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hantavirus pulmonary syndrome
Heart Protection Study
hyperprostaglandin E syndrome
hypertrophic pyloric stenosis
hantavirus pulmonary syndrome,
Hantaviruses are single-stranded RNA viruses. They are carried by rodents, of which the deer mouse is the most common in the U.S. Infection usually is the result of inhalation of aerosolized excreta from rodents infected with the virus, but person-to-person transmission was documented in Argentina with infection from the Andes hantavirus. As of 2004, less than 400 cases of HPS have been identified in the U.S. The disease has had a mortality of about 35%. The incidence rises after warm, wet winters during which few rodents die. All cases originated in rural areas in people who were involved in rodent control activities, or camped or hiked in rodent-infested areas.
After an incubation period of about 5 to 33 days (median 18), patients usually report myalgia, fever, headache, nausea, vomiting, and diarrhea. The abrupt onset of dyspnea and nonproductive cough follows, which rapidly progresses to noncardiogenic pulmonary edema and shock. Disseminated intravascular coagulation and renal failure are common.
HPS is diagnosed by clinical presentation, the presence of IgM antibodies to the virus in the blood, and Western blot enzyme-linked immunosorbent assays, among other tests.
No effective antiviral drug therapy has been identified. Patients are given supportive care in the intensive care unit, with oxygen, mechanical ventilation, intravenous fluids, and vasopressors. Arterial blood gases, pulmonary status, neurological status, serum electrolytes and renal function, and hemodynamics are monitored closely, and airway patency maintained by careful suctioning. Fluid replacement should be based on hemodynamic monitoring. Vaccines against the virus provide a possible source of protection for persons at risk of exposure.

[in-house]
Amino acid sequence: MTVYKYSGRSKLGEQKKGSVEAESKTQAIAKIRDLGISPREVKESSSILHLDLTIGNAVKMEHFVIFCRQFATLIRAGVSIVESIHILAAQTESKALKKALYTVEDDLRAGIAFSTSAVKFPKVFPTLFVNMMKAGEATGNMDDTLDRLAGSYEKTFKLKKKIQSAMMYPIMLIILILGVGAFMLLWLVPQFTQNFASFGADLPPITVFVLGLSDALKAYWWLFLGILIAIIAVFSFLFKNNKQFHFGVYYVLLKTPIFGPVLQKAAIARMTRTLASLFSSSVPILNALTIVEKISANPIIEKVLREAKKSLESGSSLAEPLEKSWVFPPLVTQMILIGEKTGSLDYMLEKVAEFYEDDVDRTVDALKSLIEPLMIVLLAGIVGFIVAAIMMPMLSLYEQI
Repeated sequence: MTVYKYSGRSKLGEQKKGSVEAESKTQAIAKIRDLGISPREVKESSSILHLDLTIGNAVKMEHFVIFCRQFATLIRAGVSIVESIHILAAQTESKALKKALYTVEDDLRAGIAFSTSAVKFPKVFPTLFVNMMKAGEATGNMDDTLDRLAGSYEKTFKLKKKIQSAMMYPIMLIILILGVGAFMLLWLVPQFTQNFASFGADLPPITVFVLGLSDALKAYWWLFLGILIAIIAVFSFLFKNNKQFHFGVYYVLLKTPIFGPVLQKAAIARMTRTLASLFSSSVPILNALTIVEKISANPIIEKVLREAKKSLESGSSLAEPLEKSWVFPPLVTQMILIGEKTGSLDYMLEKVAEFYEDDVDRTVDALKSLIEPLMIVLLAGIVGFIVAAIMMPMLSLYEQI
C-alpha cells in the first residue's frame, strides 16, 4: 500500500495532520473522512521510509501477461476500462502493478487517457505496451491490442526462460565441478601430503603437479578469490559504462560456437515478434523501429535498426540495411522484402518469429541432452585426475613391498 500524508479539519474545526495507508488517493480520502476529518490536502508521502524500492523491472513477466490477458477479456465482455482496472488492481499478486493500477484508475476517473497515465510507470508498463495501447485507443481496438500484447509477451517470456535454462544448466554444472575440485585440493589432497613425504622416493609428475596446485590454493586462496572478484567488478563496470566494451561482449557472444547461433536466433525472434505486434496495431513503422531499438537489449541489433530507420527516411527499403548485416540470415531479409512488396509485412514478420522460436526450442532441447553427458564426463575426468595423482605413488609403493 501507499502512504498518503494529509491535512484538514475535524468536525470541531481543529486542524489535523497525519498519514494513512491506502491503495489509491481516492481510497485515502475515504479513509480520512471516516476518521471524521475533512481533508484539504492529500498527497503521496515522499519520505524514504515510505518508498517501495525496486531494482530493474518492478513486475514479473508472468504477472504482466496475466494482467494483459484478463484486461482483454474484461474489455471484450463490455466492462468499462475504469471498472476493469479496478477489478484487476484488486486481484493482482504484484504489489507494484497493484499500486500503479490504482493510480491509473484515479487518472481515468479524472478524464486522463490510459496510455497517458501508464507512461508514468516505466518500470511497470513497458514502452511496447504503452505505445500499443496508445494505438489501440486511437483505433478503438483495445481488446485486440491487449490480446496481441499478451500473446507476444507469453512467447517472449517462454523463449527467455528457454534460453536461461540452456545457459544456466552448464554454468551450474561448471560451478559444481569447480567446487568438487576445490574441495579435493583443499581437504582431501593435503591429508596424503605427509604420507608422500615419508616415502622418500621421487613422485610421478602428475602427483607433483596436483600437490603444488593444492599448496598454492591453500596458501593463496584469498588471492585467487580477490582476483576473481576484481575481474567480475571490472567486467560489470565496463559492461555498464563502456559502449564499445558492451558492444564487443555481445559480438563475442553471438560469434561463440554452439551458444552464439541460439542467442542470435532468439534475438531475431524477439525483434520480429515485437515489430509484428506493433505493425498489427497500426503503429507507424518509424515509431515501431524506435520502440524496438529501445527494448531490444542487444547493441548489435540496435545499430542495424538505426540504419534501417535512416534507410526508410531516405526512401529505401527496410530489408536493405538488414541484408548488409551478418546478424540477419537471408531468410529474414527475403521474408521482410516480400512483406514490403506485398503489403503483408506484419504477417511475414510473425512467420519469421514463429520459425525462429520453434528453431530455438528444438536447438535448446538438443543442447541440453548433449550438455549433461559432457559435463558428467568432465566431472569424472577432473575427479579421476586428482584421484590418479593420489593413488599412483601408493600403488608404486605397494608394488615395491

People living in or visiting areas where the disease has been reported need to be educated about being careful under porches, in basements, and in attics or storage areas, where mouse droppings may be present. Mouse droppings should not be vacuumed or swept with a broom; these practices increase the risk of inhalation. Instead, individuals should cover infestations with a 10% solution of household bleach, wipe them up while wearing protective clothing and a HEPA filter mask, and place them in a bag for disposal. Dead rodents should be sprayed with a disinfectant, then double-bagged along with the cleaning material and disposed of according to local statutes. Health care providers should promptly report to state or federal public health agencies (e.g., the Centers for Disease Control and Prevention [CDC]) any disease outbreak to protect public health. Consider the possibility of bioterrorism if the disease occurs outside an endemic area, at an unusual time of year, or in an unusual pattern. Vacation cottages should be aired before anyone enters. Campers should avoid burrows and sleep on cots or mattresses rather than the bare ground. Children must be taught not to try to catch or play with deer mice, chipmunks, moles, or other rodents. A safety pamphlet is available from the Centers for Disease Control, Atlanta, Georgia. www.cdc.gov.